Durbin, Obama, Carson Ask for National Emergency Grant Funds for Former Airline Employees
U.S. Senator Dick Durbin (D-IL) Senator Barack Obama (D-IL) and Representative Andre Carson (D-IN) today sent a letter to the Secretary of the Department of Labor, Elaine Chao, asking for the release of National Emergency Grant funds to assist over 1,200 flight attendants and former employees of Aloha Airlines and ATA Airlines who recently lost their jobs of as a result of the abrupt termination in service. The members noted that it will be difficult for these working Americans to find new jobs as the airline industry continues to shrink.
"I am concerned that this troubled airline industry, which is facing massive layoffs and service shutdowns, will not be able to absorb the hard-working flight attendants and airline personnel that have lost their jobs," said Durbin. "We have come together on a bipartisan basis to see that the 1,200 workers - over 850 in Illinois - and their families have access to the resources they need to start again."
"With recent mass layoffs at ATA and Aloha Airlines, over a thousand workers are now without jobs," said Obama. "These airlines collapsed in the face of skyrocketing fuel prices, a consolidating aviation industry, and a declining economy. I join Senator Durbin and Congressman Carson in calling on Secretary Chao to provide these workers with targeted assistance and emergency training grants. Families in Chicago, Indianapolis, and Honolulu need to know that their government is there when this kind of crisis hits, and I am committed to helping these families get the help they need."
"It is increasingly important that the U.S. Department of Labor act with the utmost urgency in bestowing adequate aid and immediate assistance to the recently displaced workers of ATA and Aloha Airlines," said Carson.
Other signatories on today's letter include Senators Even Bayh (D-IN), Hillary Clinton (D-NY), Edward Kennedy (D-MA) and Richard Lugar (R-IN) and Representatives Neil Abercrombie (D-HI), George Miller (D-CA), Lynn Woolsey (D-CA), Dan Lipinski (D-IL), Rahm Emanuel (D-IL), Jan Schakowsky (D-IL), Pete Visclosky (D-IL), Danny Davis (D-IL), Brad Ellsworth (D-IN), Mazie Hirono (D-HI) and Robert Andrews (D-NJ).
Text of the letter appears below:
April 25, 2008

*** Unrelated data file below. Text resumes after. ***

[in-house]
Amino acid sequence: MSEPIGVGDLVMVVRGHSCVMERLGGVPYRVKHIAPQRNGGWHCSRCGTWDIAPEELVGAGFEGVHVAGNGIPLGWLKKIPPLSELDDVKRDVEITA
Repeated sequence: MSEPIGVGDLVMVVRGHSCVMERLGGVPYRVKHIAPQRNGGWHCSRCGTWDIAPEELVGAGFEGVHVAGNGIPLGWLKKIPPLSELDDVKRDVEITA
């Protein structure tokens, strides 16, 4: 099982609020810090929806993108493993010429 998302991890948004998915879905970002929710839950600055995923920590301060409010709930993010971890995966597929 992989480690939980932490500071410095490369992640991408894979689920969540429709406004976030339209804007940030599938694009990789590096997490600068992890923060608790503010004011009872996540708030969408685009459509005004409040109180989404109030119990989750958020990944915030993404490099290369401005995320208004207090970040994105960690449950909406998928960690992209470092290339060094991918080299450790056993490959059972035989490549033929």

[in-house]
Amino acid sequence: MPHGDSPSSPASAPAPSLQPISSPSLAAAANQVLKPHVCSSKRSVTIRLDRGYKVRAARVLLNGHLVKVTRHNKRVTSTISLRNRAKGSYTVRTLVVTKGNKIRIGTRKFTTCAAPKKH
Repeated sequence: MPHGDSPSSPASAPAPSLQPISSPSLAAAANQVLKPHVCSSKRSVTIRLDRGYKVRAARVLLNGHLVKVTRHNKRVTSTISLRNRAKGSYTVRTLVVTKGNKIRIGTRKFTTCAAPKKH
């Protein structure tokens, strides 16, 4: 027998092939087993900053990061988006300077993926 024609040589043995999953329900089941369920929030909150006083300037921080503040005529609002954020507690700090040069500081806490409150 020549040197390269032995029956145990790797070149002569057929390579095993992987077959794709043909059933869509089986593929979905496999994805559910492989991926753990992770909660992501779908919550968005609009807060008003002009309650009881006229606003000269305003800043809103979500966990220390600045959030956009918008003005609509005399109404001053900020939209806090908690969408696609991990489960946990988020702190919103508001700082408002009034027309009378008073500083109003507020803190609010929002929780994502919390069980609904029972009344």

The Honorable Elaine L. Chao
U.S. Department of Labor
200 Constitution Avenue, NW
Washington, DC 20210
Dear Secretary Chao:
The termination of operations of Aloha Airlines and ATA Airlines has resulted in the abrupt dislocation of over 1,200 flight attendants and other personnel, including customer service agents. Given the current state of the aviation industry, it will be difficult for these working Americans to find new jobs in the shrinking US airline industry. In the past, many dislocated or furloughed flight attendants found jobs with other carriers, but the job market in aviation today is poor.
The Aloha and ATA flight attendants who are now unemployed had served more than 10 years on average in their specialized fields. The length of service with their company means that the vast majority of these flight attendants have not participated in the job market for more than a decade.
A successful transition to a new career requires targeted dislocated worker intervention services. For these particular workers, and especially the flight attendants, whose unemployment follows years of wage and work rule concessions during bankruptcy for their carrier, we urge you to consider releasing National Emergency Grant funds to address their specific re-training needs.
We urge you to quickly evaluate whether the termination of operations of Aloha Airlines and ATA Airlines qualify as eligible events for National Emergency Grant (NEG) funding, and if so identify these flight attendants as a target population eligible for specialized assistance. If the flight attendants qualify, we further request that you issue a special guidance letter to all states and local workforce investment boards to announce the immediate availability of NEG funds and to encourage the development of expanded dislocated intervention services for these flight attendants. If they do not qualify, we request an explanation and alternative services that the Department can make available to them.
We ask that you make this determination as quickly as possible and notify us as soon as that decision is made.